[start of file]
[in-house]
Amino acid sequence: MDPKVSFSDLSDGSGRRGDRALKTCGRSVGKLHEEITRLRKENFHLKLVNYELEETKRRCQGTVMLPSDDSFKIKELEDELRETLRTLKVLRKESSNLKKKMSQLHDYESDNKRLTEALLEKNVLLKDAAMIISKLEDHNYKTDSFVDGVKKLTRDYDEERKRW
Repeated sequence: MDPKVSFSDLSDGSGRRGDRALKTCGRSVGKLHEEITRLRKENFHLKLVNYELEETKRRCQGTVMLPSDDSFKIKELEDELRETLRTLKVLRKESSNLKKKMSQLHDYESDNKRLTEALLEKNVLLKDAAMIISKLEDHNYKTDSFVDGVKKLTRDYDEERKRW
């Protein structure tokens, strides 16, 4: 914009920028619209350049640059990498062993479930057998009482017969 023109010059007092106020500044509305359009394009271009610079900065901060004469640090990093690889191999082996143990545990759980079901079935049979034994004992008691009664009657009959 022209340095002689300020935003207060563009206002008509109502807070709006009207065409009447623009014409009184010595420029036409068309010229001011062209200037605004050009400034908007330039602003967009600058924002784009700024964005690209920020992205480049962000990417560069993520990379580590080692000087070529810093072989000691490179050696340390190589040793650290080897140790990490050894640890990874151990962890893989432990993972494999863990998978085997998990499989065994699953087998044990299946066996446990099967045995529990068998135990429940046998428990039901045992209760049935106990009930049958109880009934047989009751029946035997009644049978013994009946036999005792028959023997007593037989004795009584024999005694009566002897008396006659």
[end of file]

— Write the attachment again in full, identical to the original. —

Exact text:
[in-house]
Amino acid sequence: MDPKVSFSDLSDGSGRRGDRALKTCGRSVGKLHEEITRLRKENFHLKLVNYELEETKRRCQGTVMLPSDDSFKIKELEDELRETLRTLKVLRKESSNLKKKMSQLHDYESDNKRLTEALLEKNVLLKDAAMIISKLEDHNYKTDSFVDGVKKLTRDYDEERKRW
Repeated sequence: MDPKVSFSDLSDGSGRRGDRALKTCGRSVGKLHEEITRLRKENFHLKLVNYELEETKRRCQGTVMLPSDDSFKIKELEDELRETLRTLKVLRKESSNLKKKMSQLHDYESDNKRLTEALLEKNVLLKDAAMIISKLEDHNYKTDSFVDGVKKLTRDYDEERKRW
């Protein structure tokens, strides 16, 4: 914009920028619209350049640059990498062993479930057998009482017969 023109010059007092106020500044509305359009394009271009610079900065901060004469640090990093690889191999082996143990545990759980079901079935049979034994004992008691009664009657009959 022209340095002689300020935003207060563009206002008509109502807070709006009207065409009447623009014409009184010595420029036409068309010229001011062209200037605004050009400034908007330039602003967009600058924002784009700024964005690209920020992205480049962000990417560069993520990379580590080692000087070529810093072989000691490179050696340390190589040793650290080897140790990490050894640890990874151990962890893989432990993972494999863990998978085997998990499989065994699953087998044990299946066996446990099967045995529990068998135990429940046998428990039901045992209760049935106990009930049958109880009934047989009751029946035997009644049978013994009946036999005792028959023997007593037989004795009584024999005694009566002897008396006659």